New Mexico elder care facilities must ensure that the senior citizens under their care are properly looked after without instances of abuse, neglect or other factors that may lead to injury or death. Policies must be in place to prevent much of this, but enforcing these policies may be difficult. How can facilities ensure that protections for elders under their care are adequately enforced, and ensure their elder care employees behave ethically?
One way is to screen caregivers before they are hired. The New Mexico Department of Health provides an Employee Abuse Registry that contains the documented criminal histories of any caregivers previously found guilty of abuse in a home or institutional care setting. Facilities can avoid hiring anyone who may be an offender by including a check of this registry in background checks of any new employees.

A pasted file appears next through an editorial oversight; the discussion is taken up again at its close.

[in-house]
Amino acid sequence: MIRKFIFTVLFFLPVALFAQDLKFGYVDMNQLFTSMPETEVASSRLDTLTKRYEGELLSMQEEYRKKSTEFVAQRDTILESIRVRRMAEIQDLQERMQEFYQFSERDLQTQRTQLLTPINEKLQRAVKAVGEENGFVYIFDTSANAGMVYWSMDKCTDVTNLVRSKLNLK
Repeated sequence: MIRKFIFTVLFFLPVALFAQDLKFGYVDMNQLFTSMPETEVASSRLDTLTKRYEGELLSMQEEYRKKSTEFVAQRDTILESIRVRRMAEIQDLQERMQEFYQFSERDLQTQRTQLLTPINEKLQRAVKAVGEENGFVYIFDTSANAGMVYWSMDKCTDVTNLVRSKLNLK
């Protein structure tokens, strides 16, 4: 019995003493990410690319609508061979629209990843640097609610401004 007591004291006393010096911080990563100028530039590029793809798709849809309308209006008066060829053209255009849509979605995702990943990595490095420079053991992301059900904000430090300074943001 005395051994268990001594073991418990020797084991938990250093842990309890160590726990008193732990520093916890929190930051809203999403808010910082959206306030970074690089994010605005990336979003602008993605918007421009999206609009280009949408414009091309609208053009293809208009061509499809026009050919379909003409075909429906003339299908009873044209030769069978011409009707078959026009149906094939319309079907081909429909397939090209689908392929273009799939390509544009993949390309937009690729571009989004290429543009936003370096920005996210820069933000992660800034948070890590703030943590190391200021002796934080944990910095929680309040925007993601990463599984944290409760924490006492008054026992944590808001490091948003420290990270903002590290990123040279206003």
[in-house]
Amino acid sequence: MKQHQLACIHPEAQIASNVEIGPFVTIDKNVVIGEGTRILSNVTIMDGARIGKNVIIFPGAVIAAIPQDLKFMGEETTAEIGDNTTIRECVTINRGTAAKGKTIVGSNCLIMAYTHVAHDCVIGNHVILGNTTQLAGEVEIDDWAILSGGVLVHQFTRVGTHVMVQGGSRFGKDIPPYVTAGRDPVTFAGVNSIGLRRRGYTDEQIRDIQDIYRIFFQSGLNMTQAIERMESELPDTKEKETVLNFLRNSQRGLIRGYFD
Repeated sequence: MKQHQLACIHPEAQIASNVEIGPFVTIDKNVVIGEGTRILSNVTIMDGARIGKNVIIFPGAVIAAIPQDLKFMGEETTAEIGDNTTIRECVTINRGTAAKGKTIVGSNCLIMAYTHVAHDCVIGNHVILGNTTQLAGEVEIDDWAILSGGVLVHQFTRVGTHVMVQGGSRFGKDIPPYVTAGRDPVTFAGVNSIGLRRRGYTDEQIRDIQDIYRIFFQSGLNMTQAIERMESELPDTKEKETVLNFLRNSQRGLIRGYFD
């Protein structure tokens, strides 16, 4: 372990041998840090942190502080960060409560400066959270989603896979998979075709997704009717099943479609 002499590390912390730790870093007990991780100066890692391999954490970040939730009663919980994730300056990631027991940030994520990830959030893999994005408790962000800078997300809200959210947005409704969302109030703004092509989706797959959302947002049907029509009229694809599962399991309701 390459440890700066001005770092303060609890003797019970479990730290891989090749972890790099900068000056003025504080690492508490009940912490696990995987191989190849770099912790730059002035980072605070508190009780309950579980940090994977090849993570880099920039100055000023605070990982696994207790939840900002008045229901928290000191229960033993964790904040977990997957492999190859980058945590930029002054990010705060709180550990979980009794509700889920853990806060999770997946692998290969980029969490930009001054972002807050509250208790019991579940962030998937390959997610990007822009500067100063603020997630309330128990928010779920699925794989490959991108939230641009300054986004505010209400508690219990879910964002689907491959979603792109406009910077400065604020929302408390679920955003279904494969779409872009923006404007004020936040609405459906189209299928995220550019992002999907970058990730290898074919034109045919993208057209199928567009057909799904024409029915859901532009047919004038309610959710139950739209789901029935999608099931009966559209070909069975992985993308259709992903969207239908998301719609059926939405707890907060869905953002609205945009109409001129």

This will eliminate known offenders, but does not screen out anyone who either was not caught or has not yet committed their first offense. To prevent elder abuse facility managers must make a number of ethical judgments when monitoring how employees treat senior citizens under their care, as well as using judgment to determine who is or is not safe to employ. Elder abuse is a serious issue that can lead to personal injury and wrongful death claims, but a transparent policy regarding treatment and care can avoid this.
This blog is provided for information only and is not a substitute for legal counsel.